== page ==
# Tag Info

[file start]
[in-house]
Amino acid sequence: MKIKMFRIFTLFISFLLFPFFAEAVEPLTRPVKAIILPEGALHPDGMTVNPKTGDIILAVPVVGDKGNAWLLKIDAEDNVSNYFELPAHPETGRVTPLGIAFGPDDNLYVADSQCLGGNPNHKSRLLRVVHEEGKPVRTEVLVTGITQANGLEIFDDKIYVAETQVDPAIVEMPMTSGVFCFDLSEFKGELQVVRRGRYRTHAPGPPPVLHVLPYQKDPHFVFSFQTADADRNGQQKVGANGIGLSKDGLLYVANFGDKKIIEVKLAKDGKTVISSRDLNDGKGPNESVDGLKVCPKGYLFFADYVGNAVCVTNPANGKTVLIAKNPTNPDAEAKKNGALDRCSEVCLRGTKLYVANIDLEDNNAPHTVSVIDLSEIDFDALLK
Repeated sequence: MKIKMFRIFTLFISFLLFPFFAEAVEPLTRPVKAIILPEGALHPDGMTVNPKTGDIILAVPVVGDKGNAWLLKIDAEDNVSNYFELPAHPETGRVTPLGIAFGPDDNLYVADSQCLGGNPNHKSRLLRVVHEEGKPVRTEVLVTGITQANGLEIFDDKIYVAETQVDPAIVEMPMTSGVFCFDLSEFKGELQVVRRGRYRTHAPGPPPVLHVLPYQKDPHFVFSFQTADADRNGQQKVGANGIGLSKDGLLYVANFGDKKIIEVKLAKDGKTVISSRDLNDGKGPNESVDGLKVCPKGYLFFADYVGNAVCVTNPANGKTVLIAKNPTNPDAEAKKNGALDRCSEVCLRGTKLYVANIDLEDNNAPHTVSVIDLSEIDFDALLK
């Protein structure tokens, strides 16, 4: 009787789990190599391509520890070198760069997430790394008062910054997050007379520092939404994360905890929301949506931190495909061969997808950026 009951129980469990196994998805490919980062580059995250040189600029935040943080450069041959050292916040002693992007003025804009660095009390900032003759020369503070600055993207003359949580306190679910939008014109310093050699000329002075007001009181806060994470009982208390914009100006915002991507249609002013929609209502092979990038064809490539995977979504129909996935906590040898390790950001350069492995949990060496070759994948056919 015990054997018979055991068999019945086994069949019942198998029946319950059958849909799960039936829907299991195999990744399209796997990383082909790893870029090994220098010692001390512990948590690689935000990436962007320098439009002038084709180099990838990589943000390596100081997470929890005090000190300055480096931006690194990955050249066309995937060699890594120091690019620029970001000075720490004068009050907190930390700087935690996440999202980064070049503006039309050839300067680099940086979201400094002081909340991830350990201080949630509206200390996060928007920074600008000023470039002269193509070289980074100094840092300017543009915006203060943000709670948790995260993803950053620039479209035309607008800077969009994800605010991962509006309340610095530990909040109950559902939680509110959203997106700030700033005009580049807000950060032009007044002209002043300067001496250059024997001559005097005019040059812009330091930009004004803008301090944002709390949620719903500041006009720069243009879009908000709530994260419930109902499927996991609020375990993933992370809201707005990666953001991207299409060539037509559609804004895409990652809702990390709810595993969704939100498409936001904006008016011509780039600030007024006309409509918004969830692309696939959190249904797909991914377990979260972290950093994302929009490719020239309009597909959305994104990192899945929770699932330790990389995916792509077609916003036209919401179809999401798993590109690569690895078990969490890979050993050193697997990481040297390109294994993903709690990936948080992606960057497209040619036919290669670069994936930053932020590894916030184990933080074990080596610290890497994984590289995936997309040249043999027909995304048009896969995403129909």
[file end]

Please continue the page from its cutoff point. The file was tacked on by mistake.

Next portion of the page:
Putnam 1963 Let $\mathbb N$ be the set of positive integers, and let $f:\mathbb N\to\mathbb N$ be a strictly increasing function such that $f(2)=2$ and $f(m)f(n)=f(mn)$ for all positive integers $m,n$ such that $\gcd(m,n)=1$. Find all such functions $f$. Watered down version: Let $\mathbb N$ be the set of positive integers, and let $f:\mathbb N\to\... 2 I mainly teach physics, only a little math on the side. If I was teaching this math topic and wanted to spend 3 minutes giving the appropriate physical motivation, I would do something like the following. There is something called energy. It comes in various forms. Food has energy, which is what we're talking about when we talk about calories. Heat, sound, ... 0 I would start with the scalar. Work = force times distance. Starting with the scalar makes things easier, more intuitive. (Not a math logic point, just a psychological one.) You can then easily generalize, perhaps without showing a derivation and say "well this is what work is in these trickier situations (vectors, non constant force, more dimensions, ... 2 The best way to illustrate the sense of$W=|F||AB|\cos(\alpha)$is to show that it makes sense that each of the factors is proportional to the work done. If you double the amount of force to an object to move it a certain distance, it doubles the amount of work needed. If you double the distance to move an object by applying a certain force, it doubles the ... 4 Clearly there is no historical data that addresses this question I want to know if there are any numerical bases that are notably well-suited for humans to learn and use at an elementary or grade-school level since we have ten fingers and humans have learned only decimal arithmetic for everyday use. I just finished four weekly sessions with fifth ... 2 For what natural$n$does there exist a square composed of$n$squares? Example: 1, 4, and 6 are valid, but one cannot construct a square from 2, 3, or 5 squares. Proof: 3 Here is another one. Prove that the power of$13$can be writen as a sum of two squares. I will give two profs of it. First one is more involved and includes lemma $$(a^2+b^2)(x^2+y^2)= (ax+by)^2+(bx-ay)^2$$ yet second takes step 2 and it is much more elegant. 1.st proof Base:$n=1$, then$13 = 2^2+3^2$and we are done. We know that$13^n = a^2+b^2$... 2 A simple consequnce of: Postage Stamp Problem, which states that for any two relatively prime positive integers$m,n$, the greatest integer that cannot be written in the form$am + bn$for nonnegative integers$a, b$is$mn-m-n$, is that every natural number greater or equal to$mn-m-n+1$can be writen in a form$am+bn$for some$a,b\$. And for some ...